Siemens ventures into smart space3 February 2014
With the introduction of several new enabling products Siemens has launched a full scale assault on the market for smart grid related hardware: and on the software side has teamed up with IT specialist Accenture.
In October Siemens announced the formalisation of its co-operation with US company Accenture by forming a joint venture that would market the two companies' products in the smart grid field. Siemens brings its hardware specialisations, in the form of several established and new grid-enabling products, while Accenture brings its information technology.
The aim is that the new company, named Omnetric Group, will provide advanced solutions and services focused on data management and systems integration. These solutions will integrate operational technologies -- such as distribution management and real-time grid operations -- with IT systems supporting smart metering, energy consumption and work and asset management.
"Combining the strengths of Siemens and Accenture will enable Omnetric Group to deliver the highest level of expertise and execution to a rapidly evolving global utility market," commented Jan Mrosik, CEO of Siemens' Smart Grid Division.
Omnetric will seek to combine Siemens' products and solutions with Accenture's management and technology consulting, systems integration and managed-services capabilities. It is hoped to bring the two companies' IT and operational technology experience to bear on a range of challenges faced by energy utilities around the world.
"With an integrated approach incorporating operational and information technologies, utilities can improve overall grid reliability and bridge the gap to real-time grid control by integrating and implementing new and previously isolated grid applications. This includes demand response, to actively manage consumption; virtual power plants, to enable new profitable business models; and meter data management, to enable usage transparency for consumers" says Mrosik.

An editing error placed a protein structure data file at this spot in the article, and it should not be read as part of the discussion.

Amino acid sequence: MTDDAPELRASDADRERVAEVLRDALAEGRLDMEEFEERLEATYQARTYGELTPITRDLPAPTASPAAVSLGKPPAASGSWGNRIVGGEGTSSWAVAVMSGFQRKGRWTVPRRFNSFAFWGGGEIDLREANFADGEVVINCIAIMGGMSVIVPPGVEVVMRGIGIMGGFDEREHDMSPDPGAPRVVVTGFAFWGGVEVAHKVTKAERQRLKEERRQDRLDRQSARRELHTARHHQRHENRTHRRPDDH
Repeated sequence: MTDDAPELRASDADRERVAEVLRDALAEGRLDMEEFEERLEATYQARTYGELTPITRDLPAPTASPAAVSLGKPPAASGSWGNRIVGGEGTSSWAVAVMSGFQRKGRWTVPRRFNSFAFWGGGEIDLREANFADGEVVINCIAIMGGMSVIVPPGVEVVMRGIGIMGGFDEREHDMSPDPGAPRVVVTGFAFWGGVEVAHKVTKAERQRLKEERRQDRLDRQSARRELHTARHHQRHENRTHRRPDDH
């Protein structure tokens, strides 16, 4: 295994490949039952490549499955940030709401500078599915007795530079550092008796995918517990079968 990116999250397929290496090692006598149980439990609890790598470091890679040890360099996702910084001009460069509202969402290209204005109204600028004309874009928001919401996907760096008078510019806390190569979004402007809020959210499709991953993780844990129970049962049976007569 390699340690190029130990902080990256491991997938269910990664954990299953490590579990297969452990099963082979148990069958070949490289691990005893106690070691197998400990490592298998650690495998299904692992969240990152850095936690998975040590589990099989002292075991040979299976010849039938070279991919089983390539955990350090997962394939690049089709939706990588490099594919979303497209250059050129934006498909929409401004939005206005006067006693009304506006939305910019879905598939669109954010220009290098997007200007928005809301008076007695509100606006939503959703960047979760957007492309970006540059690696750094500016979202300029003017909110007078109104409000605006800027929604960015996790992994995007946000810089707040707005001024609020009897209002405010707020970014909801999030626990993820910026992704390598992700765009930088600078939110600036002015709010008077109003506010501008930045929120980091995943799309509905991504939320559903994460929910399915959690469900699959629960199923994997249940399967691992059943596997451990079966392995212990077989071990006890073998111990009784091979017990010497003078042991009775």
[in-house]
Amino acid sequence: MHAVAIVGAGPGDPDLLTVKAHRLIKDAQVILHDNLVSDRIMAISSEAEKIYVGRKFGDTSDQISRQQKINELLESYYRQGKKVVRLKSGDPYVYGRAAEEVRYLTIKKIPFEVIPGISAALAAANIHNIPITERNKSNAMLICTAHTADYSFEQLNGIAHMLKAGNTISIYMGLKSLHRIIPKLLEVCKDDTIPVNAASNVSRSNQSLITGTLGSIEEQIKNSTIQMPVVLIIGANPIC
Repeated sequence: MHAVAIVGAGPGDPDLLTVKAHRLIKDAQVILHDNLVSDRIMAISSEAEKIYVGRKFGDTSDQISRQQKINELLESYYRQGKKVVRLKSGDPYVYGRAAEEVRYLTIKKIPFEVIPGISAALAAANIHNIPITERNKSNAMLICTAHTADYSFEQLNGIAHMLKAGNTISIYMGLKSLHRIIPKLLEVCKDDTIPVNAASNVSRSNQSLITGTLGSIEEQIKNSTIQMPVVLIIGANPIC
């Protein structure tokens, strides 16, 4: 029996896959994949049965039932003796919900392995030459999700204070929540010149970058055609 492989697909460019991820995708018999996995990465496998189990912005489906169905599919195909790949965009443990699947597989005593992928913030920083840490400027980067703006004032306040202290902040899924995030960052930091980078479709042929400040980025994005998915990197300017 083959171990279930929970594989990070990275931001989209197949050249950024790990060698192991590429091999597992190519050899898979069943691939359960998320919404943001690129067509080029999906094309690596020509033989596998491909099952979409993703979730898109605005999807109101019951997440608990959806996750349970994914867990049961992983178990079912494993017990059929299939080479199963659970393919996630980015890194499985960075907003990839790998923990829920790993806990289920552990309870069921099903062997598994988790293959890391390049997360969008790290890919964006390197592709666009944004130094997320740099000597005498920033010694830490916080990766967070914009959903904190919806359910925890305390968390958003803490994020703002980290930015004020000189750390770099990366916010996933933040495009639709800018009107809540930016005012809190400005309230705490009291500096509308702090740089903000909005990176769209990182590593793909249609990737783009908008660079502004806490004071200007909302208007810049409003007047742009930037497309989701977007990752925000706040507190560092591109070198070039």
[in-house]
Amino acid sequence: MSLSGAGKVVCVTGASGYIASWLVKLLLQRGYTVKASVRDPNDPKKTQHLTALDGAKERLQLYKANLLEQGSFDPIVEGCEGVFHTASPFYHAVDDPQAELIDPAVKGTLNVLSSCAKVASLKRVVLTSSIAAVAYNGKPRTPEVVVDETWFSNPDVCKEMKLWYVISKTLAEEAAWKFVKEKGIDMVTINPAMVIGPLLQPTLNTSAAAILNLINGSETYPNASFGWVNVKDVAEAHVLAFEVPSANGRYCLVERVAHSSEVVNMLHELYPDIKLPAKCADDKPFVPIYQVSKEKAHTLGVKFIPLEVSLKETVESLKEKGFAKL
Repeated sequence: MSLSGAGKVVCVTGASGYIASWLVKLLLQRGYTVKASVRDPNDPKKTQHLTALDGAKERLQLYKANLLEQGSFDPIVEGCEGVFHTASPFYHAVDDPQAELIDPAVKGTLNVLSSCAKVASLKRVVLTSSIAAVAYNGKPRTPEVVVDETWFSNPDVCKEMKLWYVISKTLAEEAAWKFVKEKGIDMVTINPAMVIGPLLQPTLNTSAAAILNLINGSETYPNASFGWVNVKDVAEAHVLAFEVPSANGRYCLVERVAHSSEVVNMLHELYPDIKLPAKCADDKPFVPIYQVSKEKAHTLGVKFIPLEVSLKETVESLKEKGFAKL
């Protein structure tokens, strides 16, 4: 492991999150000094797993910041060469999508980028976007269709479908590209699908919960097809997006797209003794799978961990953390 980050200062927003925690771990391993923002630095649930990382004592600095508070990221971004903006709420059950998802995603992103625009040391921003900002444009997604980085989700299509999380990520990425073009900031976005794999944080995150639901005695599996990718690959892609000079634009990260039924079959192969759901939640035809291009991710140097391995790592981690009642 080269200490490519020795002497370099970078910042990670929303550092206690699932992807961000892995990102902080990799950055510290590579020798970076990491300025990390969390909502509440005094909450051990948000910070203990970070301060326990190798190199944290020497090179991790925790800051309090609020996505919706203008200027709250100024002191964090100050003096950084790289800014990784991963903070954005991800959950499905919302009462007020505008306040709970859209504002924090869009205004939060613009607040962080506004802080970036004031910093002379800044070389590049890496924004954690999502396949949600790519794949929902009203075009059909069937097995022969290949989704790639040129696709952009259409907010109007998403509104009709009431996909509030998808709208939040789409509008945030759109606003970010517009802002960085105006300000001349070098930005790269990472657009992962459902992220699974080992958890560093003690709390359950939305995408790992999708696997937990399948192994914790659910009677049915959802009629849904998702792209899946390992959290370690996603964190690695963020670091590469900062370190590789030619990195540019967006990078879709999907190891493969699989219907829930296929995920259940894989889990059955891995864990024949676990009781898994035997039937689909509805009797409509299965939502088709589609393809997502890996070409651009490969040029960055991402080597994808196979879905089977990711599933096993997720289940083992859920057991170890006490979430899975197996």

Jack Azagury, global managing director for Accenture's Smart Grid Services, commented "Utilities are seeking ways to increase capital effectiveness and reduce their costs of operations while integrating new technologies ... doing so requires ... the integration of traditional IT solutions with the operational solutions required to manage the grid. Omnetric Group will be uniquely positioned to help utilities realise the benefits of this IT and operational convergence."
The new company will begin operations, pending regulatory approval and other customary closing conditions, in Europe and the United States, with further global expansion planned for the future.
Simultaneously, Siemens Smart Grid Division has announced a partnership with Dutch grid operator and energy utility Alliander N.V., the largest operator of power and gas networks in the Netherlands, with which it has signed a smart grid co-operation agreement. The objective is to join forces to develop and promote innovations for intelligent power supply networks.
This co-operation will focus on requirements for smart grids for which there are not yet any marketable solutions. Joint developments are expected to help close these gaps.